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North Valley Baptist Church

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This sermon podcast features the verse by verse, expository preaching, of North Valley Baptist Church in Mayfield, Pennsylvania. For more information on NVBC, and for the full sermon archive, go to
38 Episodes
This is the first sermon in a series through the book of Nahum, called The God of Justice and Comfort. In this sermon Pastor Scott sets up the book of Nahum and gives an overview of the book, as Nahum foretold the destruction of Nineveh, the capital of Assyria. The Assyrians had oppressed the Southern Kingdom of Judah for about 100 years, and so the announcement of the down fall of Nineveh would have been a great comfort to Judah. Matter of fact, God does comfort His people there through His prophet Nahum. And what is very clear is that the God of Judah, whom Nahum served, is a God of both wrath and compassion, of justice and comfort. The god who is the god we want, because we've chosen by our own preferences, not to believe in the aspects that make us uncomfortable, only shows we follow a god of our own imagination. But the God who is, is who He is despite what we, fallen and sinful people, want Him to be.
In this sermon Ryan McKeen walks through Psalm 36. Here we see the great love of God toward those who fear Him. His love is vast and precious to those who trust in Him.
As Pastor Scott wraps up Paul's second letter to the Thessalonians, he finishes chapter three where the Apostle Paul addresses an issues that had been continuing in the church, namely, that certain members were not working and depending on others to meet their needs. Paul makes it clear, if we can work then we are to work, and meet our own needs. To live in idleness is disobedient to our Lord, and the commands He has given through His Apostles.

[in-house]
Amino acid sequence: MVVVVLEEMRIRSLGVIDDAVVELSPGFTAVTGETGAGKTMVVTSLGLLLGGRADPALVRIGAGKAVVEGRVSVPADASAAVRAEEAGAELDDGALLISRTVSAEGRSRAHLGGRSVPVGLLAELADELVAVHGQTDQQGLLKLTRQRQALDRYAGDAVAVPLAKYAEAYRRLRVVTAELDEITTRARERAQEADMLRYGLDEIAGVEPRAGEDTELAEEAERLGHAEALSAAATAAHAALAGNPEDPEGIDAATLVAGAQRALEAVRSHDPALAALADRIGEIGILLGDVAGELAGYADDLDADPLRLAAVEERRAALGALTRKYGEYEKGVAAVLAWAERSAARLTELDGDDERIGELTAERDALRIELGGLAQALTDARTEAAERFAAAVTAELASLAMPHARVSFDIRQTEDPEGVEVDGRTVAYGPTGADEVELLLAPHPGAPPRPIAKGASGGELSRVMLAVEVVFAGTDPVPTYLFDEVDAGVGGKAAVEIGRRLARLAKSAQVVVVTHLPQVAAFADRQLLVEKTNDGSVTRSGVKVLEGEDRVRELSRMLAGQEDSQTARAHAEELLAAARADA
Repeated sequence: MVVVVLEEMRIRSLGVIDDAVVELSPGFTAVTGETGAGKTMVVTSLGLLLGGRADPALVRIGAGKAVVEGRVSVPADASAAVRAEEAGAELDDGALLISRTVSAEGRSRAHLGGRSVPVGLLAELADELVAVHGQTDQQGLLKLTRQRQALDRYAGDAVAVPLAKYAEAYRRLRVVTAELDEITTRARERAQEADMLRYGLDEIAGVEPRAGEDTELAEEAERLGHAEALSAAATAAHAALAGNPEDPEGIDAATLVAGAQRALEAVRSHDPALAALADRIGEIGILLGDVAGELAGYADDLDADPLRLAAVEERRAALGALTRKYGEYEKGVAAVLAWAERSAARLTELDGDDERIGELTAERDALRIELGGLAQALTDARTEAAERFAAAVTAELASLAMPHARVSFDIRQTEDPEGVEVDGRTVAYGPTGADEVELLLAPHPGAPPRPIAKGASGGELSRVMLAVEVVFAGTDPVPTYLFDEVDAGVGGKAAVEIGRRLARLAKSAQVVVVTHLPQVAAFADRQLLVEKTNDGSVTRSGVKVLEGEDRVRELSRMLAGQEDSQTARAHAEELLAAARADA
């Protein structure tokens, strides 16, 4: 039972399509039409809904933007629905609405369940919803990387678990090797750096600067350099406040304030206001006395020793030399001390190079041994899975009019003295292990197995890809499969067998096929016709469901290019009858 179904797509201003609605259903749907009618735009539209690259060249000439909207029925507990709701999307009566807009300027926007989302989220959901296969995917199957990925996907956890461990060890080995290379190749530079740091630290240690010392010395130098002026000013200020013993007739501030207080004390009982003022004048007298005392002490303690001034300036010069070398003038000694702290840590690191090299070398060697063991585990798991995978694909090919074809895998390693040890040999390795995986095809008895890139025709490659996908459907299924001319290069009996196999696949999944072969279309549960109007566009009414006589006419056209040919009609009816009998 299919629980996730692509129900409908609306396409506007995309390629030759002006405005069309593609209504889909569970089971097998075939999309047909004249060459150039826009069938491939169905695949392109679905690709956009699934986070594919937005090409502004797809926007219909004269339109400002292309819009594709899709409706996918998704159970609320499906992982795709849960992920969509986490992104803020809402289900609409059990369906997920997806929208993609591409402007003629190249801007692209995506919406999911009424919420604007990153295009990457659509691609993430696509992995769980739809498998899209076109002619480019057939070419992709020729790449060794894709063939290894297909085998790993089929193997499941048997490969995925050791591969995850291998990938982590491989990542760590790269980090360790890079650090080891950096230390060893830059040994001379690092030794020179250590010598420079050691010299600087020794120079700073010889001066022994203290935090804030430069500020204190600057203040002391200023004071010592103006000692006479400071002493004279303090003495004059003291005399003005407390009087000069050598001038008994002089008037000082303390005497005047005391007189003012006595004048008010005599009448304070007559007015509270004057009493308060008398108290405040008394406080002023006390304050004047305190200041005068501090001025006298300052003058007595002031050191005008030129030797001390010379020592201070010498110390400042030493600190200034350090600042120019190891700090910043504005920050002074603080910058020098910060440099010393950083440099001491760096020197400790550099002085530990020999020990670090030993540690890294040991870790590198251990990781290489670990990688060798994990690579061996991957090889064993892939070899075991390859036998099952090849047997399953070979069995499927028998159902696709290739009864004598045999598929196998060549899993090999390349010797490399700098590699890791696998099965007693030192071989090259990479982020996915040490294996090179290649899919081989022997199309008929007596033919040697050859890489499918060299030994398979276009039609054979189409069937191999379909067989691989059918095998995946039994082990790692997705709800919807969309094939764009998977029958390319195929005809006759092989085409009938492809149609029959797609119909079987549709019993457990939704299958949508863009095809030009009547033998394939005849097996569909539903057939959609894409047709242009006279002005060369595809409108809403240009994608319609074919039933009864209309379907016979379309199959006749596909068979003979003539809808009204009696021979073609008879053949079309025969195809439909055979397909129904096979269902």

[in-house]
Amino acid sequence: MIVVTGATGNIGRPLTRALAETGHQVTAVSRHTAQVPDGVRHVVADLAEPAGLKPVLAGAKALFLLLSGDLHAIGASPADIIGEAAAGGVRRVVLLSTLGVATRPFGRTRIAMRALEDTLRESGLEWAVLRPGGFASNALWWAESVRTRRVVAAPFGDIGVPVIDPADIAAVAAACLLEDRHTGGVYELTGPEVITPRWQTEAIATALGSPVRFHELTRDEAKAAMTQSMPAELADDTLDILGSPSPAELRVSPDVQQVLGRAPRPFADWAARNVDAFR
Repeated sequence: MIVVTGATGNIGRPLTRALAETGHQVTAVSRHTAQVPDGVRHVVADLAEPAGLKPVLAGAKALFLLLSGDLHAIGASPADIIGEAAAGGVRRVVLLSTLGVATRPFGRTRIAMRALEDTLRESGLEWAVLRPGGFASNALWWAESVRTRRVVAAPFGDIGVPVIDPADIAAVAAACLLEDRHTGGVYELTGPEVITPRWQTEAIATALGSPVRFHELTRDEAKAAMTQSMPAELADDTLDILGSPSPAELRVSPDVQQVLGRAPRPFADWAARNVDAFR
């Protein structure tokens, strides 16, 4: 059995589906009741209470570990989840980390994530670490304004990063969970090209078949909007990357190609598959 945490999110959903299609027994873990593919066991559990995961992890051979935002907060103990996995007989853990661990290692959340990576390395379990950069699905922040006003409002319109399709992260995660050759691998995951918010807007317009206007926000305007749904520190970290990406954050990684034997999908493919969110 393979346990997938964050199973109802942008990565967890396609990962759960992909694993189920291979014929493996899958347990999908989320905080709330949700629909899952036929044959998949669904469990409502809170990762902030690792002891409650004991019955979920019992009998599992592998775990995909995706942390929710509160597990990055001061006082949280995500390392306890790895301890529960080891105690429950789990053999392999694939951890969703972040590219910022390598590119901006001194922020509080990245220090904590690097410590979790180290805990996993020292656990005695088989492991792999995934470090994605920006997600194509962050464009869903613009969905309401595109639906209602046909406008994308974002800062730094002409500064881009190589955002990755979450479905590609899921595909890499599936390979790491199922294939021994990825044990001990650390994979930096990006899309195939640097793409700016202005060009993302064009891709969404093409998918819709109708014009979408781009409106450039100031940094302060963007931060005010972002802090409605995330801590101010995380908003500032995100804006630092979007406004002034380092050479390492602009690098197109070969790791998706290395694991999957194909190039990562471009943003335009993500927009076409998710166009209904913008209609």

The first five verses of 2 Thessalonians chapter 3, should be seen as Paul's introduction to a new section of the letter, where Paul brings needed correction to the church. But, as he introduces this section, he first asks the Thessalonians to pray for him and his co-workers as they take the Gospel to other places. He specifically asks two things, that they would pray for the Gospel to advance and be honored, and then he asks the Thessalonians to pray that they would be delivered from evil men, for not all believe the Gospel. At this point, Paul moves into encouraging the Thessalonians in the situation they found themselves in. Then he begins to move the introduction into the direction that Paul headed into through this section. And he does this by referring to the church's overall obedience. He expresses his confidence in their current and continued obedience in what Paul commanded them. After this, Paul, once again expressed his prayerful desire for the Thessalonians. Through all this, we see where Paul's confidence was and where he wanted the Thessalonians' confidence to be; which was in God. Whether for the Gospel going out, or the hope and encouragement in facing evil and persecution, or Paul's confidence in the continued faithfulness of the Thessalonians, Paul's confidence wasn't in him self, but in God. And that is where he directed the Thessalonians confidence as well.